What to do if you can't afford a rental bond

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Coming up with a bond for a home to rent is a stretch for plenty of renters.

The bond is typically four weeks rent, depending on state government guidelines. And because the bond is a security deposit to a new landlord in case there is any damage to the property, it is locked away until you move out. Often people are caught out because they have to come up with a new bond before they have their old bond paid out.

So what happens if you don't have the money for the rental bond?

what to do if you cant afford a rental bond

One solution is to take a loan from a number of private finance companies but before you borrow from them, check if you qualify for the interest-free bond loans from your state government.

While the private loan companies charge interest from day one, some offer interest-free periods of a few weeks. They can work if you pay back the loan within the interest-free period. But if you miss the interest-free period or only pay back part of the loan, you could be paying interest rates and fees that could equal 24% to 36%, depending on your repayment schedule, according to the NSW Tenants Union.

The best bond loan is from state governments. If you qualify, they offer interest-free periods for much longer to help people on lower incomes to pay their bond. This takes the pressure off to pay it back quickly.

State government loans typically have no fees either. But lending companies charge an establishment fee, a monthly fee and if you miss a repayment, a missed payment fee.

But the catch for a state government loan is, you have to meet the criteria, which varies widely from state to state. It can be provided instantly online if you have the relevant documents.

How do you apply?

Some states require you to have been approved for a private rental property. Others allow you to apply if you haven't found a home yet and keep your application valid for 14 weeks to up to six months.

To qualify you need a low amount in your bank account. In Queensland, the amount is $2500. In NSW, you must have less than $5000 in cash. In the ACT you need to hold less than $10,000 in cash or savings for single applicants or $15,000 for joint applicants. In Western Australia, the loan is $2,500 for singles without dependants, $5000 for singles with dependants and couples.

You have to provide proof of savings and financial assets.

As well you have to meet the income threshold. Proof of income includes documents such as a PAYG payment summary for the previous financial year or a payslip from the last month. Interest and dividend income need to be included as well as payments from Services Australia such as family tax benefit payments.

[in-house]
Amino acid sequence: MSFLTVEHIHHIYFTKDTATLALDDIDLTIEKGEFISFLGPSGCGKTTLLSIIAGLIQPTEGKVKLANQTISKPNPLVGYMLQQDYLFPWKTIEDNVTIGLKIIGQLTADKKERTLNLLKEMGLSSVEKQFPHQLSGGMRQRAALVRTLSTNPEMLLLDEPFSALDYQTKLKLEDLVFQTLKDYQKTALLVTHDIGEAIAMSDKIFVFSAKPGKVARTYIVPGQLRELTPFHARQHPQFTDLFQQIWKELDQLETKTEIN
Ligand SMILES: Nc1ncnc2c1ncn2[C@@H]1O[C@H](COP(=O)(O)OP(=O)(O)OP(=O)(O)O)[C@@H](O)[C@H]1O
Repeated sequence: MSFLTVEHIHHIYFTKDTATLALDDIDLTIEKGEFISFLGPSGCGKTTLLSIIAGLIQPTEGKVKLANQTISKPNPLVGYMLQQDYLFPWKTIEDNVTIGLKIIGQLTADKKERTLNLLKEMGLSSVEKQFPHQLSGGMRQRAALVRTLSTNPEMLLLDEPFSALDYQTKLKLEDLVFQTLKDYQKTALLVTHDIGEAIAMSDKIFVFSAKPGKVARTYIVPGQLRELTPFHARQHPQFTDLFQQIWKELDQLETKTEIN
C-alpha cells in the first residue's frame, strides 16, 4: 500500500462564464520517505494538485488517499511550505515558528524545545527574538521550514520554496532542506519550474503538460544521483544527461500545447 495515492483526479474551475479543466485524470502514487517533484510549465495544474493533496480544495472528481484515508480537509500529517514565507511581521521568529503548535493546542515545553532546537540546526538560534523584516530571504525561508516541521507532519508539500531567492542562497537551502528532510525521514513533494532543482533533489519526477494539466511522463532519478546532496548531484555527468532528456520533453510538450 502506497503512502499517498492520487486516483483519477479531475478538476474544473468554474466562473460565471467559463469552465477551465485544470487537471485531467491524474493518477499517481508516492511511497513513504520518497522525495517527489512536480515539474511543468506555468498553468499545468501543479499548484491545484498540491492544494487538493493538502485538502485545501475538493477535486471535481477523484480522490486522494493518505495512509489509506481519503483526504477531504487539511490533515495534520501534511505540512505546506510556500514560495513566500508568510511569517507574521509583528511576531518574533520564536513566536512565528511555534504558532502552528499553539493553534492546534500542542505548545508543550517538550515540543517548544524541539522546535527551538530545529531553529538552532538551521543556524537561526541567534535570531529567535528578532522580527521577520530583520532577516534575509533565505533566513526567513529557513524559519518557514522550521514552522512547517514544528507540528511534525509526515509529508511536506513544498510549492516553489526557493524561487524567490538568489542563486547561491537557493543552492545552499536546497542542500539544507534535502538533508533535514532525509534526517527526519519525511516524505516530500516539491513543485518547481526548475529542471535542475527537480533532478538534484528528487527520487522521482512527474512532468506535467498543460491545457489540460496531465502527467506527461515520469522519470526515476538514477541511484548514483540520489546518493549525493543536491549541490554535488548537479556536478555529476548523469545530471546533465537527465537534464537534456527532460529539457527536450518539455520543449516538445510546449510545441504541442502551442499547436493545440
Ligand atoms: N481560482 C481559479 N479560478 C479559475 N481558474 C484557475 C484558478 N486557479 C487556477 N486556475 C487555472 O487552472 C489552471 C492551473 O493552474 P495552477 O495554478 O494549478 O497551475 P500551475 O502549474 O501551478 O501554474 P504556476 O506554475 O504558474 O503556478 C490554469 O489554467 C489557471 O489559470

You need to upload your supporting documents online such as proof of identity and finances. Approvals typically can be checked instantly online.

Some states check that the rent is a certain percentage of your income to make sure you aren't overcommitted. In Queensland and Western Australia, you can't pay more than 60% of your total gross weekly income on rent. In South Australia, rent can't be more than 50% of your income.

How much can you borrow?

Some states such as Victoria provides amounts based on the size of the rented property. For example in Victoria, you can borrow $1650 for a bedsit or one-bedroom apartment; $2050 for two bedrooms, $2,200 for three bedrooms and $2,000 for four or more bedrooms.

In South Australia the government lends on properties where the total rent is no more than $450 per week.

Most loan companies and the state authorities pay the bond directly to your agent or the relevant bond authority.

How do you pay back the bond?

Check the repayment schedule and time frame.

In the ACT you pay back small instalments either weekly, fortnightly or monthly over an agreed period of up to two years.

Get help paying the bond

Source: moneysmart.gov.au

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Susan has been a finance journalist for more than 30 years, beginning at the Australian Financial Review before moving to the Sydney Morning Herald. She edited a superannuation magazine, Superfunds, for the Association of Superannuation Funds of Australia, and writes regularly on superannuation and managed funds. She's also author of the best-selling book Women and Money.

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